Originally built to train members of the United States Army Signal Corps during World War II, Camp Enoch H. Crowder is located in Neosho, Missouri. Today, it serves as a base for the Missouri National Guard and the United States Army Reserve.
Contracting with the State of Missouri Office of Administration Division of Facilities Management Design and Construction, and the Missouri National Guard, OWN, Inc. was hired to design three 60-man barracks, a 200-soldier dining facility, and infrastructure upgrades including a sewer main, a gas main, a water main, and electric line to serve the master-planned build-out of the camp. The team also worked to modernize the entrance to the camp.
The scope also included a rebuild of the guard shack to bring it up to current standards. This included a canopy to shelter the guards from the elements. The site had limited access to utilities, so the OWN team worked to connect the new structure with appropriate services.
OWN worked side-by-side with a number of Missouri firms on the project: the Structural Engineering team from HJM Architects (Kansas City) to provide Civil Engineering, Geotechnical Engineering, and Conceptual Design; the architecture firm Buddy Webb & Company (Springfield) on the dining facility and two of the barracks; and with GHN Architects & Engineers (Springfield), and veteran-owned Crossed Swords Engineering (Kansas City) on the infrastructure project. OWN also teamed with GHN on one of the barracks.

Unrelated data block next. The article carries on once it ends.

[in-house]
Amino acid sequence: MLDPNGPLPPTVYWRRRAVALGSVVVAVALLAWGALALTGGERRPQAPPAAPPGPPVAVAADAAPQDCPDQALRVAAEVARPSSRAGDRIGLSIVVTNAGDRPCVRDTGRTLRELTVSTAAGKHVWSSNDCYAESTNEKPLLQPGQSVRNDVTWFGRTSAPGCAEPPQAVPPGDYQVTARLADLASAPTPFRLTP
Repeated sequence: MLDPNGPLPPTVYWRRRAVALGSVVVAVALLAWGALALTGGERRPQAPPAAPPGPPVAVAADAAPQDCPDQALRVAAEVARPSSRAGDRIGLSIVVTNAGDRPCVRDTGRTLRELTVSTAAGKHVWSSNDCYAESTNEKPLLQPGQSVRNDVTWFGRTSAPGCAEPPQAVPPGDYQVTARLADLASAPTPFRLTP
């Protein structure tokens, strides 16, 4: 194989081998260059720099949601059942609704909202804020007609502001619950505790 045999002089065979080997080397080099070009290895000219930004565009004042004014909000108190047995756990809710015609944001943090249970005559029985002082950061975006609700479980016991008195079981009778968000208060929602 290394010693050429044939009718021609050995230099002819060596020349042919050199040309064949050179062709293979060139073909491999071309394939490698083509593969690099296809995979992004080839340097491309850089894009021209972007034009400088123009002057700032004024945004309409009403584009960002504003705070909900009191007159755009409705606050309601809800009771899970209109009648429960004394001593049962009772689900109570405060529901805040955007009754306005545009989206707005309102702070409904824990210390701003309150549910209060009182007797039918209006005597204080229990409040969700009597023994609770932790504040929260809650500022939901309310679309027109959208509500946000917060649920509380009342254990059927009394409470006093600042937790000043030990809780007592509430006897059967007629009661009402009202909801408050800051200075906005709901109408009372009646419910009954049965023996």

Working on very flat topography, the redesign of the entrance needed to adhere to the distance requirements to meet military code and updated security/IFC criteria.
All business was conducted via the online statewide facilities management procurement system. OWN utilized the system to work within the strict guidelines spelled out in the contract and change orders.
From the modern barracks and dining facilities to the secure entrance and comfortable guard shack, this project delivered a collection of mandatory updates and amenities that will be utilized by guardsmen and reservists for years to come.